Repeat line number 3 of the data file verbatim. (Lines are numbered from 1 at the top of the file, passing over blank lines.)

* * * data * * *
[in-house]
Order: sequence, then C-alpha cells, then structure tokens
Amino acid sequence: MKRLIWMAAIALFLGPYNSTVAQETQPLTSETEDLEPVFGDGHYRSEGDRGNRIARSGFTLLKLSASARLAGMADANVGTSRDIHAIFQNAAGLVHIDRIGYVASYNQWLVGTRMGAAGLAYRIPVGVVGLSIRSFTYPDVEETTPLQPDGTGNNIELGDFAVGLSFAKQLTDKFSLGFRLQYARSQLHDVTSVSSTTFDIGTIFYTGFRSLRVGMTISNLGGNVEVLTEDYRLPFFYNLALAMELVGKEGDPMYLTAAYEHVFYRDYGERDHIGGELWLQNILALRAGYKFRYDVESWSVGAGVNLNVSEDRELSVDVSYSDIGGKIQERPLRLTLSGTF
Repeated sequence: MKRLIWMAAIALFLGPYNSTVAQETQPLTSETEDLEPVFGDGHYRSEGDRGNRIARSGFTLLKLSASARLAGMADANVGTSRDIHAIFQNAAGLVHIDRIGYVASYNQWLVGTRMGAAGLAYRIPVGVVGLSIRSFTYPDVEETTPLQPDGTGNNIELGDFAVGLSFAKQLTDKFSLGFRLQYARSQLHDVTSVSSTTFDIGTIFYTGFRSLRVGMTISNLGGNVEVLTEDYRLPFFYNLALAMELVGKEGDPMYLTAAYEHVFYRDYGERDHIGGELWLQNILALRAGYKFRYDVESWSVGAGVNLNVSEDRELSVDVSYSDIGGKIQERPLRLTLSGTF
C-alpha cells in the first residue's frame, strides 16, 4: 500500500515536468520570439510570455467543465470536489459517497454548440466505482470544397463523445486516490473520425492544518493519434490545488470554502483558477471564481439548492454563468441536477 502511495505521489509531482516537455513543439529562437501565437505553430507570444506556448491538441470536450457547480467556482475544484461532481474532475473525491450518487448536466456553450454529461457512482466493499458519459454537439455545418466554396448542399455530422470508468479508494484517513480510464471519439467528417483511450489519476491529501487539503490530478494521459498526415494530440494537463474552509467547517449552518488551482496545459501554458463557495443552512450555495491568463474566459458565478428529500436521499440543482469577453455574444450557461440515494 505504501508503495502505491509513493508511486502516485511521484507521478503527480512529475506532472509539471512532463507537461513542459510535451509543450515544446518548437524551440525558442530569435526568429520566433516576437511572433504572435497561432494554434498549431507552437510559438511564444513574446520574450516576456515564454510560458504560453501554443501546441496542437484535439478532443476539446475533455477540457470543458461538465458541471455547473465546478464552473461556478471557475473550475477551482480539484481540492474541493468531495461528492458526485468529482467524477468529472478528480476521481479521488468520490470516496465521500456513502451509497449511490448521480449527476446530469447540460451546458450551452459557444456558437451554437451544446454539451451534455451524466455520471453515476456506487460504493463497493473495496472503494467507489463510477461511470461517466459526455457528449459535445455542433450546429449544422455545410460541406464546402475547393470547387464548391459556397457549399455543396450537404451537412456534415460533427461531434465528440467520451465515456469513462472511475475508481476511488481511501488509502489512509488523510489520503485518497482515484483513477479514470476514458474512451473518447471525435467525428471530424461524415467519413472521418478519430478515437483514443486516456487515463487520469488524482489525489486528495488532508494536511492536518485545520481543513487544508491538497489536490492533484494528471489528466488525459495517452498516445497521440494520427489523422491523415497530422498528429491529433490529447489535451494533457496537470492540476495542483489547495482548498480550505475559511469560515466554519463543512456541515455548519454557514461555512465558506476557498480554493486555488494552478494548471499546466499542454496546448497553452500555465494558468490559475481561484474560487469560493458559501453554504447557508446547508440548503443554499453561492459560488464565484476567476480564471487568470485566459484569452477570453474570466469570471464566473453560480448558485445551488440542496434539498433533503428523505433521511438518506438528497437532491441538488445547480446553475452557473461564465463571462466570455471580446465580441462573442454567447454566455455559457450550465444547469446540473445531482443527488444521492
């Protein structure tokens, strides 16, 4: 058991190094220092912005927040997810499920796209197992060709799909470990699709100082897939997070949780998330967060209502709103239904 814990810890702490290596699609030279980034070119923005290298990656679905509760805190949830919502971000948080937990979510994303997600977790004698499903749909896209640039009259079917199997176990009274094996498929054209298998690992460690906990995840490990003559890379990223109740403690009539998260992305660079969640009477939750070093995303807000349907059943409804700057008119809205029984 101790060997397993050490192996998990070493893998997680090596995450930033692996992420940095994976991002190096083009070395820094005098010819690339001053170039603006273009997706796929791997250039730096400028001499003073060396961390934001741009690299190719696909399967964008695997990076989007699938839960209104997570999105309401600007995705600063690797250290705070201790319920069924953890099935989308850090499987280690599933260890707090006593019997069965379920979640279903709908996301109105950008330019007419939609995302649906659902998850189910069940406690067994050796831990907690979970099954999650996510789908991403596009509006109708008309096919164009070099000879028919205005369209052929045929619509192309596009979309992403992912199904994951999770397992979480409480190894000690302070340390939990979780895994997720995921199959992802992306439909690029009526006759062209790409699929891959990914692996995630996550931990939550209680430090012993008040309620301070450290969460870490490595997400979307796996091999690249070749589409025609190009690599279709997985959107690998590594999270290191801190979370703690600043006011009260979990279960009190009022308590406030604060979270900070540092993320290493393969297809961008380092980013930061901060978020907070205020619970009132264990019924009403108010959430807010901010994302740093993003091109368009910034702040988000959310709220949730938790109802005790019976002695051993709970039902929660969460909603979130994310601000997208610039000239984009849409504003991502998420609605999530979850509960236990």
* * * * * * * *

Amino acid sequence: MKRLIWMAAIALFLGPYNSTVAQETQPLTSETEDLEPVFGDGHYRSEGDRGNRIARSGFTLLKLSASARLAGMADANVGTSRDIHAIFQNAAGLVHIDRIGYVASYNQWLVGTRMGAAGLAYRIPVGVVGLSIRSFTYPDVEETTPLQPDGTGNNIELGDFAVGLSFAKQLTDKFSLGFRLQYARSQLHDVTSVSSTTFDIGTIFYTGFRSLRVGMTISNLGGNVEVLTEDYRLPFFYNLALAMELVGKEGDPMYLTAAYEHVFYRDYGERDHIGGELWLQNILALRAGYKFRYDVESWSVGAGVNLNVSEDRELSVDVSYSDIGGKIQERPLRLTLSGTF